Tonight, I’m interviewing Michelle Satchwell. Michelle is coming back on the show to talk about the role of women in horror films. Class, gender, and race will also be analysed as to how they have been portrayed over the decades and if and how nowadays things have changed. Michelle analyses classic female-led horror films through sociopolitical theories and practices, and sheds light on how psychology examines these filmic portrayals.
Tonight, Dr. Michael Lee is talking about the horror inside us and why and how one’s inner certainties and anxieties can render the everyday person monstrous. Dr. Lee teaches courses on 20th-century music history, American music history, film music and film studies at the University of Oklahoma. Over the years, he has been teaching courses on the history of horror films and one of his many specialties is Vampire Cinema. He is music historian, loving horror movies with passion and began researching their film scores and their diversified styles, especially, from the 1930s and 1940s. Listen to how our perception affects the way we interpret horrors and what was Val Lewton’s contribution.
Ashley Scott Meyers is a writer, producer and director and owns the blog sellingyourscreenplay.com where you can find practical tips and advice on how to sell your screenplay. He also runs SYS Select where you can subscribe to receive premium screenwriting leads, online coaching and mentoring, online courses, and more. Among other things, tonight, he is talking about the production and artistic differences between indie and studio level horrors, their perception by both audience and directors and the importance of narrative in filmmaking.
Michelle Satchwell is Head of the Social Sciences Department at a large school in Derbyshire, UK. She is examining the use of kids on horror films and examines the genre through the prism of Evolutionary, Cognitive, Psychodynamic, and Social Psychology. She will definitely make you question yourselves why you feel the way you do when you watch a horror.
Trypophobia – fear of irregular patterns or clusters of small holes or bumps, e.g. buttons, crumpets, sponges etc.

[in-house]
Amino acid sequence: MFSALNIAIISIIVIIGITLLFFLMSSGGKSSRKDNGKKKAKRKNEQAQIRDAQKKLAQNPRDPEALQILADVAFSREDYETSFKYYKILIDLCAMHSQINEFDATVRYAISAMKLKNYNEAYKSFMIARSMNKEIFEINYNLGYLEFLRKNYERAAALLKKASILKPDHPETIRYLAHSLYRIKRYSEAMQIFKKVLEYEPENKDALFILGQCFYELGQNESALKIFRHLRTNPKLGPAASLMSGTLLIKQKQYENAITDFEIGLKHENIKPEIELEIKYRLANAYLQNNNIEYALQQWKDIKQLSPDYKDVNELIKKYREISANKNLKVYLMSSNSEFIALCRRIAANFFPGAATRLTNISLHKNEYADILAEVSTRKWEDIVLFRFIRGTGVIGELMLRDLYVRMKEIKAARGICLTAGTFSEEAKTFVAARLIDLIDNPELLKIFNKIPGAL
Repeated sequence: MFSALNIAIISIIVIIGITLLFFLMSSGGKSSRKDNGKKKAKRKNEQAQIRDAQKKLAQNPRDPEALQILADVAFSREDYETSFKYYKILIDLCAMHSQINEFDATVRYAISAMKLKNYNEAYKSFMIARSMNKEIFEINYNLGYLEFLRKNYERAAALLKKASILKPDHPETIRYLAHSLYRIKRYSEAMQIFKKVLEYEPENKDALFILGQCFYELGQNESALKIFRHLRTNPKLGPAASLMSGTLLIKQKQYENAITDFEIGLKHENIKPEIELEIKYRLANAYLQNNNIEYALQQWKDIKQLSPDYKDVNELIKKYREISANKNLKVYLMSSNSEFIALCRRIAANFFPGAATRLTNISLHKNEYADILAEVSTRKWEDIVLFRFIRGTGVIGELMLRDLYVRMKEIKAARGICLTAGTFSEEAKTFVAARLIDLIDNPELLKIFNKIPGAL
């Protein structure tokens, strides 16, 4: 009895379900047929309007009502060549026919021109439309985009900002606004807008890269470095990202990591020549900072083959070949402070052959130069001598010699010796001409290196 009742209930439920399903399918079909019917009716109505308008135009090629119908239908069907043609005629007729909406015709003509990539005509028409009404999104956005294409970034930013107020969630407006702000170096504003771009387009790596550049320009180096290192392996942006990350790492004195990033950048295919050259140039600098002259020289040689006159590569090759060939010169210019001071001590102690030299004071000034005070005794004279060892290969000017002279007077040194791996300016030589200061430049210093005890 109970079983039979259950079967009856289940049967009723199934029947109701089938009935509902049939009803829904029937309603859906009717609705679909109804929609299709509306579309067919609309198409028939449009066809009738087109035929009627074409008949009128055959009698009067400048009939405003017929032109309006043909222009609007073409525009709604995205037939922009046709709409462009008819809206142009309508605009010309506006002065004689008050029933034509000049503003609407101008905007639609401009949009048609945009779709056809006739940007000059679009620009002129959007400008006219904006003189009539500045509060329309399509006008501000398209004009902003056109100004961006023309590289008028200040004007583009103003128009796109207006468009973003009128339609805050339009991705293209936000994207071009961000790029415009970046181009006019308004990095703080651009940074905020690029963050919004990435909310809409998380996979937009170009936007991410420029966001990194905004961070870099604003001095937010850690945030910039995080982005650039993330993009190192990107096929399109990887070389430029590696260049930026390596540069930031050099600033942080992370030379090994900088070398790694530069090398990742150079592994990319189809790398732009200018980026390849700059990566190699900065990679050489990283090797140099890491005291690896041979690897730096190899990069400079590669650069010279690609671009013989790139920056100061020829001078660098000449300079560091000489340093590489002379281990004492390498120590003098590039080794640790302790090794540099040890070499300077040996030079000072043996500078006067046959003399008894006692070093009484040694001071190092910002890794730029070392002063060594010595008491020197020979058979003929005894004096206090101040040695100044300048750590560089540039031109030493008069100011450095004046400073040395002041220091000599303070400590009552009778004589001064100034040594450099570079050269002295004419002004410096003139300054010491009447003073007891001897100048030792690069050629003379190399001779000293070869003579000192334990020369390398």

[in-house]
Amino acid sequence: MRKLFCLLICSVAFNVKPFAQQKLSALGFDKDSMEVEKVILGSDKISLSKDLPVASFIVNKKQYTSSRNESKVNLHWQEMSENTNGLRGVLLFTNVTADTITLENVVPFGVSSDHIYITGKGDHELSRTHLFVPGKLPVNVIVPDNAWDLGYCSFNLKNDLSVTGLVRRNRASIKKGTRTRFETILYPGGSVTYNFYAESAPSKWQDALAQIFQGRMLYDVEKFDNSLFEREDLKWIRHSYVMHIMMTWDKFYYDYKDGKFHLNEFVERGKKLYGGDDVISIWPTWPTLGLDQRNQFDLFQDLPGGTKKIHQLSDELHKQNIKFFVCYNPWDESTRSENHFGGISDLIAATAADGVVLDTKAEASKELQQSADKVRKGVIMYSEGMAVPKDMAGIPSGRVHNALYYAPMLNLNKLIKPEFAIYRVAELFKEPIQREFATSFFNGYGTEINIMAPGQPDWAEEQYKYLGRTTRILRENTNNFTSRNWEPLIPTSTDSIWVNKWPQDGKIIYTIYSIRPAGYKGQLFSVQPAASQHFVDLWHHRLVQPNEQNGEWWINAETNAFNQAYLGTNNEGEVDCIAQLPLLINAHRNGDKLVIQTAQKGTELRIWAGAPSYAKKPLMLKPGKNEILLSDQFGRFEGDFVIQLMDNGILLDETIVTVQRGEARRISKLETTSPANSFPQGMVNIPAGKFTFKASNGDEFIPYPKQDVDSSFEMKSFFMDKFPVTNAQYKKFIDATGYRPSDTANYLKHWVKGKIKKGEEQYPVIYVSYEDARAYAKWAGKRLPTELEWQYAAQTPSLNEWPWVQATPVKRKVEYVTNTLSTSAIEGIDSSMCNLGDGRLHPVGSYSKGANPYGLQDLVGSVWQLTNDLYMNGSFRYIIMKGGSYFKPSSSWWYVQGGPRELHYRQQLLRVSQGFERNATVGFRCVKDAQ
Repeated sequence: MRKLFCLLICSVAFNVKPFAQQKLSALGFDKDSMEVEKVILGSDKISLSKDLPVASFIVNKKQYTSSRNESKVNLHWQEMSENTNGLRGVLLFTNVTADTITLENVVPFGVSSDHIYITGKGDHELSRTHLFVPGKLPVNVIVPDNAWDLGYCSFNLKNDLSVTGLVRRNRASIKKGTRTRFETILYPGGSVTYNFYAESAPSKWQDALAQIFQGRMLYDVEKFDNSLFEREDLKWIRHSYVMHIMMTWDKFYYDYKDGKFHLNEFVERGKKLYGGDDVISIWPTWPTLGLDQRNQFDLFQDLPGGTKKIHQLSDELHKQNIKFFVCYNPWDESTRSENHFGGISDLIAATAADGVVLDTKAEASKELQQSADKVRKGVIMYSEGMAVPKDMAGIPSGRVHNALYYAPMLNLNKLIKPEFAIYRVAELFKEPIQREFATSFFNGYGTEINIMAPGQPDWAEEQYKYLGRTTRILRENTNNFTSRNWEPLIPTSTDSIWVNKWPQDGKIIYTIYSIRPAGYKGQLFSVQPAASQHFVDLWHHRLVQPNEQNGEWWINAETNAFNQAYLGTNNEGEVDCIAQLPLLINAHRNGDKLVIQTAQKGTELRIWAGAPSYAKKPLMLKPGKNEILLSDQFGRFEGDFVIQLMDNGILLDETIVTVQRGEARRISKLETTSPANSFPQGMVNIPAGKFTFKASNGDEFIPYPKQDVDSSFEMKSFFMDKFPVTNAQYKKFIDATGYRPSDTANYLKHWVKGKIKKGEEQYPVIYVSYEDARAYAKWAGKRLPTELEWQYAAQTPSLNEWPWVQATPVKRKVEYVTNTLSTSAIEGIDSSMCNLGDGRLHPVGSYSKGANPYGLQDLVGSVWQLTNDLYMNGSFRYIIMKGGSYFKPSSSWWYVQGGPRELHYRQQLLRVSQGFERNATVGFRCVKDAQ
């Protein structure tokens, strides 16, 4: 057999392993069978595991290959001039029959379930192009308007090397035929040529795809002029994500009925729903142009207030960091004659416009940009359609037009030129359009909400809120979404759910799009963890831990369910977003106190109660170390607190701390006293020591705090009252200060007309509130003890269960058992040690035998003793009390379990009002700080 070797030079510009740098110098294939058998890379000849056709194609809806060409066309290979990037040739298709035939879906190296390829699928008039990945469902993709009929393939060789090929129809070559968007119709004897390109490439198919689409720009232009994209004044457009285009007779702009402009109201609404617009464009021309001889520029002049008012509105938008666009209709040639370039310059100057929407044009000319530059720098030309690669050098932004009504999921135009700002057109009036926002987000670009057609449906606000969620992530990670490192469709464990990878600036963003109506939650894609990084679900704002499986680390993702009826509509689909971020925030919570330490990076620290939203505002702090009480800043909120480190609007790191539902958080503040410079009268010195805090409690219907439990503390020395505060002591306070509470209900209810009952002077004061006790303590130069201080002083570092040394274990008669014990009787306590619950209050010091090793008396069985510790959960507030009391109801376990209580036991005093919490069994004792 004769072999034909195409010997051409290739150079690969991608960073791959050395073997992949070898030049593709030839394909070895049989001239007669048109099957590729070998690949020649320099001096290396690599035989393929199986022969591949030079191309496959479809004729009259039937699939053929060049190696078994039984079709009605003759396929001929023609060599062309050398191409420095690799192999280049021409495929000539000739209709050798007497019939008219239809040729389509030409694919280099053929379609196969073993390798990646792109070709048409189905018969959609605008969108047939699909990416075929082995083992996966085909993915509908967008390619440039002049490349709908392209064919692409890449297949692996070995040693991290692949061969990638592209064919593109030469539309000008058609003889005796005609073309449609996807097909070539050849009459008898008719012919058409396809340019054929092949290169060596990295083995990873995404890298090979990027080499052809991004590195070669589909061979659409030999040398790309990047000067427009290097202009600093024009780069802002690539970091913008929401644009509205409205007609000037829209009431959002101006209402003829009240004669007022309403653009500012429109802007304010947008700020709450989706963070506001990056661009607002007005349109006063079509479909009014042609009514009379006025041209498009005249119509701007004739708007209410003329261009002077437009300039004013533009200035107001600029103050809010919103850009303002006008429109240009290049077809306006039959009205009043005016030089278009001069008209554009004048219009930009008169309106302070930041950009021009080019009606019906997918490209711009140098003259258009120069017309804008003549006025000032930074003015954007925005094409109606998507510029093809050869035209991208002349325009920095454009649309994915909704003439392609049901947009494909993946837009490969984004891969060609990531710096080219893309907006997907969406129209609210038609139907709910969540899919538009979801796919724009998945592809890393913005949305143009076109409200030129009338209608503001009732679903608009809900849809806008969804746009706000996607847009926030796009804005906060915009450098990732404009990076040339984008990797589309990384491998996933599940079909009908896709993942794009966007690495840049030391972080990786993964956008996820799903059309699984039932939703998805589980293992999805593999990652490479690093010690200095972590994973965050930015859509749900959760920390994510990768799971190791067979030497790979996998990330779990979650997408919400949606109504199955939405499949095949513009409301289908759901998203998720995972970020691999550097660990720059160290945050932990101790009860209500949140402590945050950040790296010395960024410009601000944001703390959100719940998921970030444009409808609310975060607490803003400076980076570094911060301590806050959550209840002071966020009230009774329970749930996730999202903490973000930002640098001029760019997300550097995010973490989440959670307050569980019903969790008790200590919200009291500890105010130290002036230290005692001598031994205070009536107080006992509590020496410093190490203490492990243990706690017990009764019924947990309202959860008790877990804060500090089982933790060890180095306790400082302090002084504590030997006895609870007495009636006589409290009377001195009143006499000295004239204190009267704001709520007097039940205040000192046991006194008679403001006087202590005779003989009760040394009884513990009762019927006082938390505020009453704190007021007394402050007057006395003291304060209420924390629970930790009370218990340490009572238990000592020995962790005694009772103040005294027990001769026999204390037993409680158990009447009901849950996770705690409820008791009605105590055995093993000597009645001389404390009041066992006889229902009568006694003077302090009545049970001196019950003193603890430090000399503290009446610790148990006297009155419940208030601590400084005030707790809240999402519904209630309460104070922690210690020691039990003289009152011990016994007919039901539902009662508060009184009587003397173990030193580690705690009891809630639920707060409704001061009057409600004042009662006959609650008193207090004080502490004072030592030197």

There’s not a named psychologist, but we tend to take Dawkins and apply to psychology.
Emamzadeh (2018) Origin of common fears: A review (Psychology Today)
Utts (1991) Replication and meta-analysis in parapsychology.
[Elizabeth Loftus pioneer in the field and expert witness in courts].
Loftus and Palmer (1974) Reconstruction of automobile destruction (I mentioned experiment 1).
Loftus and Pickerell (1995) Lost in the mall study.
Jean Piaget (1952) Assimilation and Accommodation in Schema theory.
Sigmund Freud (1917) Introduction to psychoanalysis.
[Id, Ego, and Superego all part of the Tripartite model of the personality in our unconscious like an iceberg].
Dan Torrance, years after the horrific events of The Shining, a disheveled adult now, must overcome his fears and protect a young girl with a similar ‘shine’ from a cult that feeds on gifted children.
Imagine you are a young and successful director granted permission to write and direct the sequel to a film adaptation famously hated by the author of the book on which it was based, and that that same author will be your producer. Let’s make it more intricate by saying that the previously adapted film became a horror landmark, but the author – who hated it – made his own mini-series version that was… unremarkable. More interestingly, both the author and the director were Grandmasters in their departments respectively; the author is called Stephen King and the director Stanley Kubrick. Which adaptation is your sequel based on?
As a lifetime fan of both Kubrick and King, and a recent fan of the young and successful writer/director Mike Flanagan, this review hurts more than anything I have typed so far. Flanagan did a lot of things right: He recreated the sets of the Overlook hotel with surgical precision, the ’80s characters as he supposed to, cast the right actors for the right roles, and a sequence that truly pays homage to The Shining (1980): The moment between Danny entering the Overlook Hotel and Rose arriving.
Unfortunately, these positive aspects are overshadowed by the script. A script that was written in such a way as to satisfy both King and the true Shining fans. A recipe for failure. The risks start accumulating automatically the moment you decide to pick up from where Kubrick left off. Steven Spielberg, one of the best directors of our time, sat at the director’s seat and finished off A.I. Artificial Intelligence (2001) after Kubrick sadly passed, and even he faced backlash for doing so. The script here faces a lot of issues in terms of both character and story development. Indicatively (no spoilers), just to get an idea, the characters have an undetermined level of shines both in terms of quantity and quality. Incidentally, that causes serious issues with the strategies followed by both heroes and villains before, during, and after the standoff.
The Shining is a psychological horror that turns into a paranormal horror in an invisible and inexplicable to the viewer way. Stanley Kubrick directed it with mastery, Jack Nicholson delivered a breathtaking performance (Shelley Duvall paid a heavy price), and we, the audience, jumped from one kind of horror to the other with our jaws on the floor. Doctor Sleep is an amalgamation sequel of two incompatible versions that are heavily undecided as to whether to be psychological or paranormal, ending up being neither.
Despite the tempting references to other King films as well, I would suggest that you didn’t consider it a direct sequel. Instead, you should watch the series Castle Rock (2018 – Present) which has finally managed to do what other productions have failed to do in the past (no spoilers) and does so with great success.